By K.P. Narayana Kumar| Jul 20, 2012
Activist Harsh Mander, who was recently dropped from the National Advisory Council (NAC), says that in his experience, the PM was his own man
Last Position: Member, National Advisory Council
Education: BA Economics from St Stephen’s College.
Career: Ex- IAS officer, currently the Special Commissioner to the Supreme Court of India, Director of the Centre for Equity Studies and also a visiting professor at IIM Ahmedabad. He protested against the Gujarat government in the context of the 2002 riots, for which he was presented awards for peace.
Interests: Reading, cinema and music.
Q. There is a sense that the NAC performed better under UPA-I. Your thoughts?
It’s a question of perception. NAC-I [NAC under UPA-I] delivered on many proposals such as RTI [Right to Information Act] and NREGA [National Rural Employment Guarantee Act]. These proposals went through a process. RTI emerged out of a 15-year struggle. Some members who were then part of NAC and went to Government and produced a weak and diluted version. It was in the Standing Committee that 153 amendments were introduced. A similar process happened with NREGA. NAC-II [NAC under UPA-II] took up the Right to Food Bill, Communal Violence Bill and the Land Acquisition Bill and NAC has come up with strong drafts. NAC-II has done a number of things wherein it has made an impact on [issues such as] manual scavenging, urban homelessness, disability rights and problems faced by slum dwellers.
The NAC’s role is to keep reminding the Government about marginalised people. These issues have been brought up regularly.
Q. But how do civil society representatives with a left-of-centre outlook make their case before a government that has a different orientation and strong views on how the economy should be run?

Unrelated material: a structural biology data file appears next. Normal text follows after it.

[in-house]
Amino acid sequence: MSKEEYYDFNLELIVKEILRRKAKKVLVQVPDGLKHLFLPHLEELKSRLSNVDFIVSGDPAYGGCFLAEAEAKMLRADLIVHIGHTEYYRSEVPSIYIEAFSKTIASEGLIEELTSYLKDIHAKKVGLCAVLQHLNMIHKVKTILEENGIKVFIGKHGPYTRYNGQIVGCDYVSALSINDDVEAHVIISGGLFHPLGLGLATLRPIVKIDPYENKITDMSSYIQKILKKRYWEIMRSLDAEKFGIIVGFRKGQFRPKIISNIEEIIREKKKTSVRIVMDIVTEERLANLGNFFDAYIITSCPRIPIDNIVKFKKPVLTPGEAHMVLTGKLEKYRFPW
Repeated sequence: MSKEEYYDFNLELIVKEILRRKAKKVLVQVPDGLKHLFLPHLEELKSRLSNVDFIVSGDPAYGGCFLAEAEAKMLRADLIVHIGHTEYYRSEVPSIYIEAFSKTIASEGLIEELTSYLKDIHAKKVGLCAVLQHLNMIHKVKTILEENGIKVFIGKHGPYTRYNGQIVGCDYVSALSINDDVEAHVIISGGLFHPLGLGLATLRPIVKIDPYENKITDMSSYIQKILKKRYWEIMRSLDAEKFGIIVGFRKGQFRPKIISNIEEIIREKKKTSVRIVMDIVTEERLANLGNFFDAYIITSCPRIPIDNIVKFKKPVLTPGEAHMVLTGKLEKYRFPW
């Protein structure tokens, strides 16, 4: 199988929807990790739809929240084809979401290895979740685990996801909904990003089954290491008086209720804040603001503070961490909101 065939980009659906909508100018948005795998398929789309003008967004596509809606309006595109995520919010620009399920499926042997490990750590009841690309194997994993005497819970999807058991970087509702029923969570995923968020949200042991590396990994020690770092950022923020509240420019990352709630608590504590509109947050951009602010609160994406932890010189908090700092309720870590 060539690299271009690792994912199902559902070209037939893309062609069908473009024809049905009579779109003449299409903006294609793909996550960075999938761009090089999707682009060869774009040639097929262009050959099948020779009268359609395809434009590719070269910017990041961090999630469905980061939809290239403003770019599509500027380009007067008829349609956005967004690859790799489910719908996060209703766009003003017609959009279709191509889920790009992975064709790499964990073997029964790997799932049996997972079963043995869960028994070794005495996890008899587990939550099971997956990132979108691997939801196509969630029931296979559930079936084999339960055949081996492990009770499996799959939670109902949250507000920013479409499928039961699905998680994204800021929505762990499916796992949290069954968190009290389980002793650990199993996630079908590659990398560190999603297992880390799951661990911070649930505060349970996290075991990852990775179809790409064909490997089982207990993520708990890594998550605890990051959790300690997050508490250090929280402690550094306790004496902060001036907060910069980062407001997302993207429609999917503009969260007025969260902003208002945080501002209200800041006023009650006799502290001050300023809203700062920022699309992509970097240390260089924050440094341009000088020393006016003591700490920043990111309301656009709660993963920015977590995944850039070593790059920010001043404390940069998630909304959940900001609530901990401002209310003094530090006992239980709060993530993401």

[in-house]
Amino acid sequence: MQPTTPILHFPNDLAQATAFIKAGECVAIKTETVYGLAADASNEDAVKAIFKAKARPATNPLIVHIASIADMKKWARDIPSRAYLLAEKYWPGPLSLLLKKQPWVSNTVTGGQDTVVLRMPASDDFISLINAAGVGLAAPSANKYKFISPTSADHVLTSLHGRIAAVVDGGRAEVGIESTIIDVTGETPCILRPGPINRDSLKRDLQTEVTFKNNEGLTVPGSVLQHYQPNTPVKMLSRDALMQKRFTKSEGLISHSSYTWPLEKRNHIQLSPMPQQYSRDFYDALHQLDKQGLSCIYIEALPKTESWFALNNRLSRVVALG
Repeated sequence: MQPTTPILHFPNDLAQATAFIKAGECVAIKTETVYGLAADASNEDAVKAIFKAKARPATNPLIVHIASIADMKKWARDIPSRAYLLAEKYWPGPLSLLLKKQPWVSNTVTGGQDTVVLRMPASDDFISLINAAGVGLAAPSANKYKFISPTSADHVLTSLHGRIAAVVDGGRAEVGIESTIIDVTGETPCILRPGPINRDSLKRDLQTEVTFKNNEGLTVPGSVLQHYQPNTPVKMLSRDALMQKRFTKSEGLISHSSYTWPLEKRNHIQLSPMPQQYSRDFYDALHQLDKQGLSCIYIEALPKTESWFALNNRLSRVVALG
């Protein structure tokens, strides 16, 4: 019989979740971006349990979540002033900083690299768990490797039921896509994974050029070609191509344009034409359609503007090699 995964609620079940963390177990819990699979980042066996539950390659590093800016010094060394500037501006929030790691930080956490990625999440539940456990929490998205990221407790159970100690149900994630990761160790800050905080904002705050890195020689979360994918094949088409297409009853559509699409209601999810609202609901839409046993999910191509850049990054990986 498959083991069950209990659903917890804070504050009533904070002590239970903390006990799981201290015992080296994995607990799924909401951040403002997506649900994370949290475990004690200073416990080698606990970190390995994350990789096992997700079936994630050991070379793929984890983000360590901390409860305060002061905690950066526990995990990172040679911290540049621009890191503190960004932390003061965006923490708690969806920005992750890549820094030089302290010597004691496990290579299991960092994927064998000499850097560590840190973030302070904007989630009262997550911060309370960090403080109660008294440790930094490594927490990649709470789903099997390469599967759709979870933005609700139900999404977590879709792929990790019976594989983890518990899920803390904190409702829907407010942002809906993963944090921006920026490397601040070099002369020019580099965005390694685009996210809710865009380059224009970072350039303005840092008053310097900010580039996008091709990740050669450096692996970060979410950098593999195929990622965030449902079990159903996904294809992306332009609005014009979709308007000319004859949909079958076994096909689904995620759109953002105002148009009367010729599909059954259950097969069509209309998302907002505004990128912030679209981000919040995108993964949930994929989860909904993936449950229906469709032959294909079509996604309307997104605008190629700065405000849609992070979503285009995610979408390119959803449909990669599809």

In NAC-I, the Left was a part of the coalition and helped the NAC negotiate politically.
In UPA-II there is no other agency to carry forward within the Government, the recommendations that the NAC gives. There was no mediation by sympathetic left-of-centre parties in UPA-II. The Congress does not have a uniform homogeneous ideology. However, increasingly we are seeing market economics almost to the extent of market fundamentalism in the economic policies of the government and left-of-centre seems less powerful.
Q. Did ideology play a role in your being dropped from the NAC?
I wouldn’t like to speculate. It’s an advisory body. The government chooses the people it wants.
I have no superior claim when the Government decides it does not want the advice of some people.
Q. Why is it that the NAC became weak despite UPA chairperson Sonia Gandhi’s leadership?
She is an important voice. But she is not the government. The Prime Minister is very much his own person. He has a clear idea about what he expects. He is running the Government decisively. It is his Government.
Q. What will be the significance of the NAC in the coming days?
The NAC has been appointed by the same Government.
It’s their duty to remind the Government about its duty.